There was also a trend for hats instead of crowns. Small white hats were perched at an angle over one eye, or large sheer sun hats shaded the bride’s face. The halo hat was shaped like a shower cap. Its round shape extended around the bride’s head, creating the halo effect.
Bobbed hair was gown out in the 1930s into waves that clung close to the head. Tight curls framing the neck was also popular in the later years. Longer hair was styled into a chignon at the nape of the neck with soft waves framing the face.
Jewelry was uncommon in wedding attire. With modest dresses covering up exposed skin, there was little need to add ornamentation. Some brides who opted for a more revealing neckline chose to wear pearls or a sparkling necklace. Single or multi stand pearls were the most common jewelry item, especially later in the decade. In the early years, some dresses were accented with rhinestone and diamante dress clips, especially square neckline that called for some sort of decoration. Read more about 1930s jewelry.
White paste bracelets were another common option for those who wanted more sparkle. Wallis Simpson wore a diamond charm bracelet with nice crosses inscribed with significant events of the couple’s relationship. Mainstream brides followed her lead, wearing jewelry acquired during the couple’s courtship.
Wedding rings were worn by both bride and groom. While a diamond ring set in platinum Art Deco carvings was the best, natural gold or white gold was more affordable. The designs were also heavily inspired by the Victorian era, with many smaller diamonds circling a center large stone.
Economical brides and grooms turned to simple, small wedding bands with several small diamonds or carvings of flowers instead. These little wedding rings signified the beginning of a life together where, later, more expensive and large rings were given at anniversary.
1930s Wedding Shoes
Since most dresses were long, we can almost never see what shoes brides wore in the 1930s. Our best guess is white evening shoes such as T-straps, Mary Janes (single strap), or multi-strap open toe sandals (pictured left). Solid or perforated slip-on heels would have been another option.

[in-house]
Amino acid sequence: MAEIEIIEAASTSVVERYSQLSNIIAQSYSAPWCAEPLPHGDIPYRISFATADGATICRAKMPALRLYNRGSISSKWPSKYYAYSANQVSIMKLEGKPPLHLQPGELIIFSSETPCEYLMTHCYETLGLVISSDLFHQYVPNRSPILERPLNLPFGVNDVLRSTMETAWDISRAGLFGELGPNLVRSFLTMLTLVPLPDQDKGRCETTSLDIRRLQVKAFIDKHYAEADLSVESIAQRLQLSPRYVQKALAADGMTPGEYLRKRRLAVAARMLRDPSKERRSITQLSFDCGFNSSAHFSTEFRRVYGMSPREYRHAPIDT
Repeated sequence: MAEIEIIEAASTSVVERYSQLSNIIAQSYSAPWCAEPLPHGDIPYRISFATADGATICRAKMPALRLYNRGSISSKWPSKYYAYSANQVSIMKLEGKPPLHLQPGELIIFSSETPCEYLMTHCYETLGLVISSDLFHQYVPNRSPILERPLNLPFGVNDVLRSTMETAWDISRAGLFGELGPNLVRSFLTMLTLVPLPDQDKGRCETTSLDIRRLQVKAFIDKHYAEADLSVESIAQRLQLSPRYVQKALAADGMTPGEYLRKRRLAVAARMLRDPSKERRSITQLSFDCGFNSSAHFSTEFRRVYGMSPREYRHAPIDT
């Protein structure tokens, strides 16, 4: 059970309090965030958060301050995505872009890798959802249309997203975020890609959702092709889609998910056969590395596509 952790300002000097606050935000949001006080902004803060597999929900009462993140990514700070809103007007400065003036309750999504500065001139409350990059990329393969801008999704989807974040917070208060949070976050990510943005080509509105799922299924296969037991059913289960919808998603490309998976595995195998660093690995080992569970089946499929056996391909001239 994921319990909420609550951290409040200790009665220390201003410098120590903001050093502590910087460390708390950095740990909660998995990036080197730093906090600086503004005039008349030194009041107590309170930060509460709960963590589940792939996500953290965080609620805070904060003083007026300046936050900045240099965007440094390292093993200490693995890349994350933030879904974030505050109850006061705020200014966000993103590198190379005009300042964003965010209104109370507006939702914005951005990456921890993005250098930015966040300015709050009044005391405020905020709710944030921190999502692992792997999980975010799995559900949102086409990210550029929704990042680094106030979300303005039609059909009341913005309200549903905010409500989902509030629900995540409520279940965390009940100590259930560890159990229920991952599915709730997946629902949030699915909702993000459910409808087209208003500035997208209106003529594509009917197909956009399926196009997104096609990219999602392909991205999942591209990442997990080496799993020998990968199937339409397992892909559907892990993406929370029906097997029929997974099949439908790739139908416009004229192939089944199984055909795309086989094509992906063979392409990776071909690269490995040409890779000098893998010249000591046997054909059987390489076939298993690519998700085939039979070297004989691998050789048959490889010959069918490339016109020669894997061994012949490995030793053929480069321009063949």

Most wedding shoes would have been made to match the gown or dyed leather. Satin was the most common wedding shoe choice. Some brides went against tradition and wore colored wedding shoes, such as those they might wear with a party dress.
White stockings were always worn with white wedding dresses, even with open toe sandals.
1930s Style Wedding Gowns
A modern 1930s wedding, Art Deco era wedding, or Old Hollywood themed wedding is a perfect setting for a vintage or modern wedding. The bias cut wedding gown has come back in fashion over the last few years, making it easier to find. My favorite brand is in the UK, Ghost London. They consistently make bridal gowns with the 1930s bias cut shaping, satin fabrics, and modest sleeves. See their bridal Instagram for inspiration. The wide range of colors makes them excellent choices for Bridesmaid and mother’s dresses too. In the USA you can sometimes find Ghost London dresses at BHLDN
Besides Ghost, you could look for a vintage wedding dress, veil, tiara, or hat on Etsy or Ebay. For something beaded and sparkly (more ’20s than ’30s), the brands Pisarro Nights and Papell are my favorites. See these and more 1930s inspired Art Deco wedding gowns here.